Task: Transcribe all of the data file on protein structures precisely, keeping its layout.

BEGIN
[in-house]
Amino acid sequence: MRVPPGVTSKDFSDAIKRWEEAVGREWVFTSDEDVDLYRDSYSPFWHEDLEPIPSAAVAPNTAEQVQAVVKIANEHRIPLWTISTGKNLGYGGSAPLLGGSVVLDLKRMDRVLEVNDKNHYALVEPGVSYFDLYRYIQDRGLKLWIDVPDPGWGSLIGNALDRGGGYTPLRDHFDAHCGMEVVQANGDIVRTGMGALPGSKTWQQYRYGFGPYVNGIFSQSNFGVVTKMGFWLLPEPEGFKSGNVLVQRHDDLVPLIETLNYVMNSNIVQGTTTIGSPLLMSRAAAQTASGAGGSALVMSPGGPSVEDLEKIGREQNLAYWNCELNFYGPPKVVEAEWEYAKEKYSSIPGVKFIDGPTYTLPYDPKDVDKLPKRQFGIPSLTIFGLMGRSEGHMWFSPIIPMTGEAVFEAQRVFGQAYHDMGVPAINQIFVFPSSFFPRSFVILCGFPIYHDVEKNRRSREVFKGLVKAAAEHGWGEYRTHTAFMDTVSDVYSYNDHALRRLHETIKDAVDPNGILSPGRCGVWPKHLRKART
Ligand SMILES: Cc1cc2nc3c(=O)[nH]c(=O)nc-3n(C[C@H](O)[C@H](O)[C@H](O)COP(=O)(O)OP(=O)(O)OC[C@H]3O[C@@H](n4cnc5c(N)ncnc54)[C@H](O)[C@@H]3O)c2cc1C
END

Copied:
[in-house]
Amino acid sequence: MRVPPGVTSKDFSDAIKRWEEAVGREWVFTSDEDVDLYRDSYSPFWHEDLEPIPSAAVAPNTAEQVQAVVKIANEHRIPLWTISTGKNLGYGGSAPLLGGSVVLDLKRMDRVLEVNDKNHYALVEPGVSYFDLYRYIQDRGLKLWIDVPDPGWGSLIGNALDRGGGYTPLRDHFDAHCGMEVVQANGDIVRTGMGALPGSKTWQQYRYGFGPYVNGIFSQSNFGVVTKMGFWLLPEPEGFKSGNVLVQRHDDLVPLIETLNYVMNSNIVQGTTTIGSPLLMSRAAAQTASGAGGSALVMSPGGPSVEDLEKIGREQNLAYWNCELNFYGPPKVVEAEWEYAKEKYSSIPGVKFIDGPTYTLPYDPKDVDKLPKRQFGIPSLTIFGLMGRSEGHMWFSPIIPMTGEAVFEAQRVFGQAYHDMGVPAINQIFVFPSSFFPRSFVILCGFPIYHDVEKNRRSREVFKGLVKAAAEHGWGEYRTHTAFMDTVSDVYSYNDHALRRLHETIKDAVDPNGILSPGRCGVWPKHLRKART
Ligand SMILES: Cc1cc2nc3c(=O)[nH]c(=O)nc-3n(C[C@H](O)[C@H](O)[C@H](O)COP(=O)(O)OP(=O)(O)OC[C@H]3O[C@@H](n4cnc5c(N)ncnc54)[C@H](O)[C@@H]3O)c2cc1C